To the extent that a color vision impairment might exclude a person from a specific category of employment, either due to federal regulation2 or due to the independent adoption of standards by employers that, in the aggregate, effectively exclude the person from a type of job, courts have found that the person's inability to work in a specific type of job is not the same thing as a substantial limitation on the person's ability to work, because such a rule affects only the single job. Courts have held that otherwise valid physical job requirements involving characteristics or conditions that do not rise to the level of an impairment are lawful, as are requirements that relate to limiting, but not substantially limiting, characteristics that make an applicant less suitable for the job. Courts have recognized that due to safety concerns, contexts exist in which the ability to differentiate between colors may be deemed an essential job function.
One case of note arose in 1999, in which a man was denied employment as a sheriff's deputy due to his failing the color acuity portion of a vision test. Although the man was able to successfully complete the test with a perfect score while wearing tinted contact lenses, he was nonetheless denied employment. At trial, the jury found that the man was not disabled by his color deficiency, but they nonetheless awarded the man compensation based upon a finding that the Sheriff's Department regarded the man as disabled even though he was not. The Sheriff's Department appealed, and the appellate court found recognized that discrimination based upon the perception of disability can be as damaging a form of discrimination as that based on actual disability, the court found that a color vision requirement was a bona fide occupational requirement for patrol duties and that the application of that requirement did not constitute treating the man as if he were disabled.3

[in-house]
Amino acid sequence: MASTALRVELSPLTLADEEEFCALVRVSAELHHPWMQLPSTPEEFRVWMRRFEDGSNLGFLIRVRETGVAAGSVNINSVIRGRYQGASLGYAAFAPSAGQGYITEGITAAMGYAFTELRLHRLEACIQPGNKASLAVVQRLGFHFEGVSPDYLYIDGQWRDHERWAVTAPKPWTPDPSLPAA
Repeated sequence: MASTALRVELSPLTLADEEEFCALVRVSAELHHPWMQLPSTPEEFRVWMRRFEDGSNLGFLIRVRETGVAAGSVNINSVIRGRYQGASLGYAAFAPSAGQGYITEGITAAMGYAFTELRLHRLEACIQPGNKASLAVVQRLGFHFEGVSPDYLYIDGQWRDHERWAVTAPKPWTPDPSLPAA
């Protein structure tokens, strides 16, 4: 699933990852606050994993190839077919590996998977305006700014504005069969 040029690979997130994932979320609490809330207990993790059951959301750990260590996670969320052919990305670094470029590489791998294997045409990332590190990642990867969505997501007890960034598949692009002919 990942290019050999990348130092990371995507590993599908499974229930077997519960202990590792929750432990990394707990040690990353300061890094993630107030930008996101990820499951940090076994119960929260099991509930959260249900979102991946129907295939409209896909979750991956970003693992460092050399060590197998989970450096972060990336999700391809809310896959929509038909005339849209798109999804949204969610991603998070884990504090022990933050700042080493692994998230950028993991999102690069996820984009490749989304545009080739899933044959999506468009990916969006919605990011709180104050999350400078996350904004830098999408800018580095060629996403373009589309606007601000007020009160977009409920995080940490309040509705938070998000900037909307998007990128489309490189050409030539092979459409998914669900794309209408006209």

It might nonetheless be possible to prevail on a theory of perceived disability if color vision requirements were arbitrarily imposed, and were not related to essential job functions or safety.
All states have their own laws addressing discrimination in the workplace, and the state law definition of what condition constitutes a disability or triggers workplace protections may be broader than that of the ADA. State laws may also apply to employers that are not covered by the ADA. If a person with a color deficiency is denied a job or position on the basis of that deficiency, or is refused reasonable accommodation that would allow the employee to more easily perform job tasks, it is worth investigating whether the employer's action is impermissible under state law.
1. Americans with Disabilities Act of 1990, 42 U.S.C. § 12101, et seq.
2. See, for example, 49 C.F.R. § 391.41(10), a federal regulation that requires that operators of commercial vehicles have "the ability to recognize the colors of traffic signals and devices showing standard red, green, and amber".
3. Diffey v. Riverside County Sheriff's Department, 84 Cal.App.4th 1031, 101 Cal.Rptr.2d 353 (2000).